In 2002, I thought the hardest thing I would ever do would be to force my body to exit a perfectly good plane. I’m afraid of heights: I get sweaty palms in all-glass elevators, a slight feeling of nausea on Ferris wheels and a need to stand glued to the wall of any balcony higher than 10 stories.
It was hard. There was air pushing against my face with the force of 10,000 hairdryers, while every cell in my body was screaming against the will of my brain to remain in the plane. When the time came, I took the literal and proverbial leap and fulfilled my (then) life-long dream of skydiving.
The feeling of elation at accomplishing something I never thought I could do was short-lived.
I had a "bad" landing. In skydiving terms, bad landings are often critical and can be related to a parachute not opening. In my case, the parachute opened, but I landed with the force of jumping off a 6-story building, which resulted in several of my vertebrae crushing together on impact.
I spent three months in a back brace and the better part of a year in physiotherapy until I could put on shoes and socks without using hangers. I was off work for four months. Despite the gruel of the daily grind (showering was a challenge without assistance), nothing could have prepared me for the biggest challenge of all: returning to work, as a woman from non-maternity leave.
When I returned to work, I had hopes of a speedy integration back into work life. Work was difficult after my back brace came off, since I could not sit in a chair for more than 90 minutes. There were a few changes made that helped me acclimate to my previous role: modified duties, which reduced physical in-chair time, and knowledge-transition meetings for changes to processes, products and role responsibilities. Despite these changes, I did not feel like a valued and contributing member of my team.
I sensed the discomfort and disbelief of those around me. Ultimately, I began to resent that counterparts returning from medical leave, also on modified duties, did not seem to experience the same isolation and discountenance that I perceived.
Years later, and now at global professional services company Accenture, I recognize there were critical activities that could have paved a smoother journey for my return to work:
Open dialogue between manager and employee: What is the employee capable of? What interests them? Where do they need the most support?
Standard expectations for employees returning to work: Man or woman, maternity or medical leave—defined expectations for the role when modified to account for specific needs. The idea of “fairness” needed to be more than a perception, it needed to be a practice.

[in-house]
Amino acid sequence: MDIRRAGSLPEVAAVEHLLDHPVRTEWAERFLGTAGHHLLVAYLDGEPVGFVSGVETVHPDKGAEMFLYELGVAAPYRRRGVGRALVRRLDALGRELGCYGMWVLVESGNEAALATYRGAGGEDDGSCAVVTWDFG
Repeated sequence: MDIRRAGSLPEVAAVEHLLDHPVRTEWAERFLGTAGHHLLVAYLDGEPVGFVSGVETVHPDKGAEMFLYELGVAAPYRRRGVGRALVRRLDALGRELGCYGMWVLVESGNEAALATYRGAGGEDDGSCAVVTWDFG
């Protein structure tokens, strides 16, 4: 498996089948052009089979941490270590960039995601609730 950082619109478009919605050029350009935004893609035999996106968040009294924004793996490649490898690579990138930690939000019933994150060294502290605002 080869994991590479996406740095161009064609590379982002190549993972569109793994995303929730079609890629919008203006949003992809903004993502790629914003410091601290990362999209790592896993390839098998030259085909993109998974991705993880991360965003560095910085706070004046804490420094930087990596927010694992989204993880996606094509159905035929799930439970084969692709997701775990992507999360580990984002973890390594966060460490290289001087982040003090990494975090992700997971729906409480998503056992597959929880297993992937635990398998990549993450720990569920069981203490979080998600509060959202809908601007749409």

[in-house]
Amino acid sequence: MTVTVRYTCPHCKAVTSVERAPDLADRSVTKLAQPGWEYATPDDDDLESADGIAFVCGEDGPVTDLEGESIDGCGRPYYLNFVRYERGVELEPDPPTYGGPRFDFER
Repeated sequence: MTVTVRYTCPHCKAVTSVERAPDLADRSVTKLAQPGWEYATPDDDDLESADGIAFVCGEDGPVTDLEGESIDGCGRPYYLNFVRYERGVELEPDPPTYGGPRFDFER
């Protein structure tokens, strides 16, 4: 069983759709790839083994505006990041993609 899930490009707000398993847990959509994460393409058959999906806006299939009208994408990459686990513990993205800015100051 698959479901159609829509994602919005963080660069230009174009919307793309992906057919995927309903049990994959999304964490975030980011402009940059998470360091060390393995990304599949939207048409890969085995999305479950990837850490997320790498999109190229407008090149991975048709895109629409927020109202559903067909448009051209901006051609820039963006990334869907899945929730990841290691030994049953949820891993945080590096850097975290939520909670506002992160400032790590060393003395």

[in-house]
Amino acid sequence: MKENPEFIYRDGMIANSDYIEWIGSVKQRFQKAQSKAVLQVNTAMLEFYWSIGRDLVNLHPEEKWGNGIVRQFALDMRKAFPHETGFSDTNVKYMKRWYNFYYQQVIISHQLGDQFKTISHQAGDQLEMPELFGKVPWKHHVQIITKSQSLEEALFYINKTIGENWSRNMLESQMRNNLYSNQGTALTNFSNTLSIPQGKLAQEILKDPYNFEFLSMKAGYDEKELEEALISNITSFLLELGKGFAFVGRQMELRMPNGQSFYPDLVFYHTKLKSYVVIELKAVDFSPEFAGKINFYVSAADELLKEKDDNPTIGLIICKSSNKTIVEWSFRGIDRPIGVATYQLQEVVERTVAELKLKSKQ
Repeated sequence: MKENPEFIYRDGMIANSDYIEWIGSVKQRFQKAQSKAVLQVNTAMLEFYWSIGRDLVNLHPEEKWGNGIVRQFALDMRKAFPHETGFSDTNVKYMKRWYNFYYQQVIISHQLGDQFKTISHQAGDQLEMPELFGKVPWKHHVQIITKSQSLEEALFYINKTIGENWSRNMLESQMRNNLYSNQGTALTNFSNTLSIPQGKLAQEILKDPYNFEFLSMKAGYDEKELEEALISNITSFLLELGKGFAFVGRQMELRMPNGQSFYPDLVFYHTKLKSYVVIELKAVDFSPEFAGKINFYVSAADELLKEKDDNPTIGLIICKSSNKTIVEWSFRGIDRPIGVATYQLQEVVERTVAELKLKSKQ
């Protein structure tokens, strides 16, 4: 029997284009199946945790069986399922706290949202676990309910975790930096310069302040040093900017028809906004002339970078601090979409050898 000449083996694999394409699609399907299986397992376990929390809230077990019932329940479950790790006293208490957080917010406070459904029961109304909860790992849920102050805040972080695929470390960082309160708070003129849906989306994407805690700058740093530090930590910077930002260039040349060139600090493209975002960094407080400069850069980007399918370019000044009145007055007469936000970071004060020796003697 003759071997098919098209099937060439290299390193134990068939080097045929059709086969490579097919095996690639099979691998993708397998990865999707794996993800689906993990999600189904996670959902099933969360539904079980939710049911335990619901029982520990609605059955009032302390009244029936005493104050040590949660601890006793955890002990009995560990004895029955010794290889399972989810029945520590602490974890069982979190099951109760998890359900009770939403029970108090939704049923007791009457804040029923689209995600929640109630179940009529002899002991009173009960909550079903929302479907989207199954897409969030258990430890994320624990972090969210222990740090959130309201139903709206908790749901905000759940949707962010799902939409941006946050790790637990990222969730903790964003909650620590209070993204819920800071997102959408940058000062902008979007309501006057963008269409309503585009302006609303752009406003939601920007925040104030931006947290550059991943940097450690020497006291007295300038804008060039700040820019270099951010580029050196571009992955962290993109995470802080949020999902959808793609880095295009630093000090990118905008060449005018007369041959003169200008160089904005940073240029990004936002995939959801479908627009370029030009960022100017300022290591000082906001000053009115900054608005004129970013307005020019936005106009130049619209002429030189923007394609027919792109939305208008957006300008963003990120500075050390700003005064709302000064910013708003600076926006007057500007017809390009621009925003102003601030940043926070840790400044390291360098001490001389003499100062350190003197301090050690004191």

Regular checkpoints: Integration progression, boredom, challenges and career growth are all topics that will help to keep returning employees motivated and part of the team.
While some of the accountability for re-integration lies with the employer, making the decision to “own” my return dramatically changed my outlook at work and ultimately transformed my career over the next decade.
Here are a couple of concepts that I now apply to every new role and to any difficult situation:
Nobody knows what you know
So it’s up to you to remind them. When you have been absent from work, people may forget all the great work you have done and are still capable of doing. Your peers and managers can’t be expected to know if you have sharpened your skills during your time off, have already ramped up on the latest changes or have simply retained all of the information from before your leave. The best and sometimes only champion you have at work, is you.
Be bold, be brave
This isn't a new revelation, but the idea that when you believe it, you can sell it, really does work. You have a voice–speak confidently, respectfully and, when necessary, out of turn. It can sometimes be difficult for women, in particular, to contribute their input without apologizing. You don’t have to be sorry for having a great idea or a conflicting opinion. Beginning an idea with “Sorry….” informs your listeners that you lack confidence in what you are saying. Believe in your contributions, believe in yourself. Choose to be heard, and be heard.
Being able to hold your own as a woman is still a challenge in today’s work culture, especially if she is coming back to work after an extended leave. The stereotype that a women has to work twice as hard for half the respect is still common across many industries and employers. This presumption can be shattered by acting with the knowledge that you are already an equal: While you may have something to prove as an employee, you have nothing to prove as woman. Standing up for yourself by contributing ideas, putting yourself forward for opportunities, or addressing issues and concerns in a direct, immediate and factual manner will not only build self-confidence but will also build credit and acknowledgement with your clients, peers and upper management.